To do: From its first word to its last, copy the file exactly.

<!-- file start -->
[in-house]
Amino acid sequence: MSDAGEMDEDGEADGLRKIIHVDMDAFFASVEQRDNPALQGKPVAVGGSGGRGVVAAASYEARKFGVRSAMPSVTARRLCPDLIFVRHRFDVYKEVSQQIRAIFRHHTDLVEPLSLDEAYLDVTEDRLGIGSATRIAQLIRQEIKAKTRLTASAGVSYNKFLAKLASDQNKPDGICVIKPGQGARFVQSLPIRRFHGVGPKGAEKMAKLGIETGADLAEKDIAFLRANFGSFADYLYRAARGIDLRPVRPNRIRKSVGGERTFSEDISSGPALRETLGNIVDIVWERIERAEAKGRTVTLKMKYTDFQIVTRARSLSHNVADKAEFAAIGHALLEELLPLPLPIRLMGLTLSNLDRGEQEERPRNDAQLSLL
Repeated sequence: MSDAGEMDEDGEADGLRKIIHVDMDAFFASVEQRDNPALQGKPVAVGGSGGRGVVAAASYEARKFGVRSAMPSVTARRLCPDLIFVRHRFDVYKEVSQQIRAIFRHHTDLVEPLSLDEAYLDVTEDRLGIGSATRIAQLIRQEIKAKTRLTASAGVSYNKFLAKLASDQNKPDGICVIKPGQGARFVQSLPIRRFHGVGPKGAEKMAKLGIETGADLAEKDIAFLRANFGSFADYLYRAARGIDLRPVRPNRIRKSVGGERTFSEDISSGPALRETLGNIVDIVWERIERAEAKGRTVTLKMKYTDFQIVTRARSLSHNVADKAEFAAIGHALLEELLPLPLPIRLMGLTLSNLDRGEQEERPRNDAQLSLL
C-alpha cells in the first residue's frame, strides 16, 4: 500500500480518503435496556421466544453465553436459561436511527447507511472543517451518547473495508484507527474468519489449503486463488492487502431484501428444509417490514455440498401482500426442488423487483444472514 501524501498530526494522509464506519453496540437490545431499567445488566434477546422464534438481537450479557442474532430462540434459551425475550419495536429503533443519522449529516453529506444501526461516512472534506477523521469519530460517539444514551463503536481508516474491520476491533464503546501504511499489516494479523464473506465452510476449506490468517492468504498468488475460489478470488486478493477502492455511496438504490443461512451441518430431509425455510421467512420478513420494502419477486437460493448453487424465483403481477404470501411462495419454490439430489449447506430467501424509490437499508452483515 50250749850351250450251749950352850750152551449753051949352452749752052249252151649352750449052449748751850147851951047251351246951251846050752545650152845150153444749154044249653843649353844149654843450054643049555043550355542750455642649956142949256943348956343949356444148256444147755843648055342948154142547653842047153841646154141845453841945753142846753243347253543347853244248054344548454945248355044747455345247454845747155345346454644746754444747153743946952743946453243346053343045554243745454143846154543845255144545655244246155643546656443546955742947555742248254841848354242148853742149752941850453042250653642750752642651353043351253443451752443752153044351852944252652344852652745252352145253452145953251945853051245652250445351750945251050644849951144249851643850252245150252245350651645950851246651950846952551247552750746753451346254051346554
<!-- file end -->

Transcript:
[in-house]
Amino acid sequence: MSDAGEMDEDGEADGLRKIIHVDMDAFFASVEQRDNPALQGKPVAVGGSGGRGVVAAASYEARKFGVRSAMPSVTARRLCPDLIFVRHRFDVYKEVSQQIRAIFRHHTDLVEPLSLDEAYLDVTEDRLGIGSATRIAQLIRQEIKAKTRLTASAGVSYNKFLAKLASDQNKPDGICVIKPGQGARFVQSLPIRRFHGVGPKGAEKMAKLGIETGADLAEKDIAFLRANFGSFADYLYRAARGIDLRPVRPNRIRKSVGGERTFSEDISSGPALRETLGNIVDIVWERIERAEAKGRTVTLKMKYTDFQIVTRARSLSHNVADKAEFAAIGHALLEELLPLPLPIRLMGLTLSNLDRGEQEERPRNDAQLSLL
Repeated sequence: MSDAGEMDEDGEADGLRKIIHVDMDAFFASVEQRDNPALQGKPVAVGGSGGRGVVAAASYEARKFGVRSAMPSVTARRLCPDLIFVRHRFDVYKEVSQQIRAIFRHHTDLVEPLSLDEAYLDVTEDRLGIGSATRIAQLIRQEIKAKTRLTASAGVSYNKFLAKLASDQNKPDGICVIKPGQGARFVQSLPIRRFHGVGPKGAEKMAKLGIETGADLAEKDIAFLRANFGSFADYLYRAARGIDLRPVRPNRIRKSVGGERTFSEDISSGPALRETLGNIVDIVWERIERAEAKGRTVTLKMKYTDFQIVTRARSLSHNVADKAEFAAIGHALLEELLPLPLPIRLMGLTLSNLDRGEQEERPRNDAQLSLL
C-alpha cells in the first residue's frame, strides 16, 4: 500500500480518503435496556421466544453465553436459561436511527447507511472543517451518547473495508484507527474468519489449503486463488492487502431484501428444509417490514455440498401482500426442488423487483444472514 501524501498530526494522509464506519453496540437490545431499567445488566434477546422464534438481537450479557442474532430462540434459551425475550419495536429503533443519522449529516453529506444501526461516512472534506477523521469519530460517539444514551463503536481508516474491520476491533464503546501504511499489516494479523464473506465452510476449506490468517492468504498468488475460489478470488486478493477502492455511496438504490443461512451441518430431509425455510421467512420478513420494502419477486437460493448453487424465483403481477404470501411462495419454490439430489449447506430467501424509490437499508452483515 50250749850351250450251749950352850750152551449753051949352452749752052249252151649352750449052449748751850147851951047251351246951251846050752545650152845150153444749154044249653843649353844149654843450054643049555043550355542750455642649956142949256943348956343949356444148256444147755843648055342948154142547653842047153841646154141845453841945753142846753243347253543347853244248054344548454945248355044747455345247454845747155345346454644746754444747153743946952743946453243346053343045554243745454143846154543845255144545655244246155643546656443546955742947555742248254841848354242148853742149752941850453042250653642750752642651353043351253443451752443752153044351852944252652344852652745252352145253452145953251945853051245652250445351750945251050644849951144249851643850252245150252245350651645950851246651950846952551247552750746753451346254051346554